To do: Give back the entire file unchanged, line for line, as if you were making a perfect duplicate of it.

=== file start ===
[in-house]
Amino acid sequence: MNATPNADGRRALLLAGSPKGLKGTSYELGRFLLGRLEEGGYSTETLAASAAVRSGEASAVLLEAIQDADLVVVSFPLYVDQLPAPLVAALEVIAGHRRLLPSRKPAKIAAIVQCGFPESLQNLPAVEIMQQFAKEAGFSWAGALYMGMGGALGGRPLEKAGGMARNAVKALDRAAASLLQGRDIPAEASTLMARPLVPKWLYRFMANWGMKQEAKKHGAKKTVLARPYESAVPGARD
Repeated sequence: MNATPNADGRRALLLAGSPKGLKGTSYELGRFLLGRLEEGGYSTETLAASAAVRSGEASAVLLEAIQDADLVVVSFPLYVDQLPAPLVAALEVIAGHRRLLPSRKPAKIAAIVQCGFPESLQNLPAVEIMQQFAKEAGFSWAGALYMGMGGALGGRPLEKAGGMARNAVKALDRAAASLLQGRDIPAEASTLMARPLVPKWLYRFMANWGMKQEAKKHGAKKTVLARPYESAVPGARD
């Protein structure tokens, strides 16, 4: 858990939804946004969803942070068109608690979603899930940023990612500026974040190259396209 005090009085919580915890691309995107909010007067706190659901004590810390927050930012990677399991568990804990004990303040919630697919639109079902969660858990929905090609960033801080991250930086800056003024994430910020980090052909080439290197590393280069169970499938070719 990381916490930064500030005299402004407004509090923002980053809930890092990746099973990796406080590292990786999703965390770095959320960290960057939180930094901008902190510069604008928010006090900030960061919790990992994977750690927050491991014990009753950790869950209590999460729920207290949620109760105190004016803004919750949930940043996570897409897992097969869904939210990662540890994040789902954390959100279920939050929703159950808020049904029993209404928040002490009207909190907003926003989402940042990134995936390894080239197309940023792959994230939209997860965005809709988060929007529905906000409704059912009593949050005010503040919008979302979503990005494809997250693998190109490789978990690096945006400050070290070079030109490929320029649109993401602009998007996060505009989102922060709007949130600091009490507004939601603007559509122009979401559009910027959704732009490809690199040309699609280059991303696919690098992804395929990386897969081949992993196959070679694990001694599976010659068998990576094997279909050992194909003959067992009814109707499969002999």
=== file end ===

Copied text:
[in-house]
Amino acid sequence: MNATPNADGRRALLLAGSPKGLKGTSYELGRFLLGRLEEGGYSTETLAASAAVRSGEASAVLLEAIQDADLVVVSFPLYVDQLPAPLVAALEVIAGHRRLLPSRKPAKIAAIVQCGFPESLQNLPAVEIMQQFAKEAGFSWAGALYMGMGGALGGRPLEKAGGMARNAVKALDRAAASLLQGRDIPAEASTLMARPLVPKWLYRFMANWGMKQEAKKHGAKKTVLARPYESAVPGARD
Repeated sequence: MNATPNADGRRALLLAGSPKGLKGTSYELGRFLLGRLEEGGYSTETLAASAAVRSGEASAVLLEAIQDADLVVVSFPLYVDQLPAPLVAALEVIAGHRRLLPSRKPAKIAAIVQCGFPESLQNLPAVEIMQQFAKEAGFSWAGALYMGMGGALGGRPLEKAGGMARNAVKALDRAAASLLQGRDIPAEASTLMARPLVPKWLYRFMANWGMKQEAKKHGAKKTVLARPYESAVPGARD
């Protein structure tokens, strides 16, 4: 858990939804946004969803942070068109608690979603899930940023990612500026974040190259396209 005090009085919580915890691309995107909010007067706190659901004590810390927050930012990677399991568990804990004990303040919630697919639109079902969660858990929905090609960033801080991250930086800056003024994430910020980090052909080439290197590393280069169970499938070719 990381916490930064500030005299402004407004509090923002980053809930890092990746099973990796406080590292990786999703965390770095959320960290960057939180930094901008902190510069604008928010006090900030960061919790990992994977750690927050491991014990009753950790869950209590999460729920207290949620109760105190004016803004919750949930940043996570897409897992097969869904939210990662540890994040789902954390959100279920939050929703159950808020049904029993209404928040002490009207909190907003926003989402940042990134995936390894080239197309940023792959994230939209997860965005809709988060929007529905906000409704059912009593949050005010503040919008979302979503990005494809997250693998190109490789978990690096945006400050070290070079030109490929320029649109993401602009998007996060505009989102922060709007949130600091009490507004939601603007559509122009979401559009910027959704732009490809690199040309699609280059991303696919690098992804395929990386897969081949992993196959070679694990001694599976010659068998990576094997279909050992194909003959067992009814109707499969002999």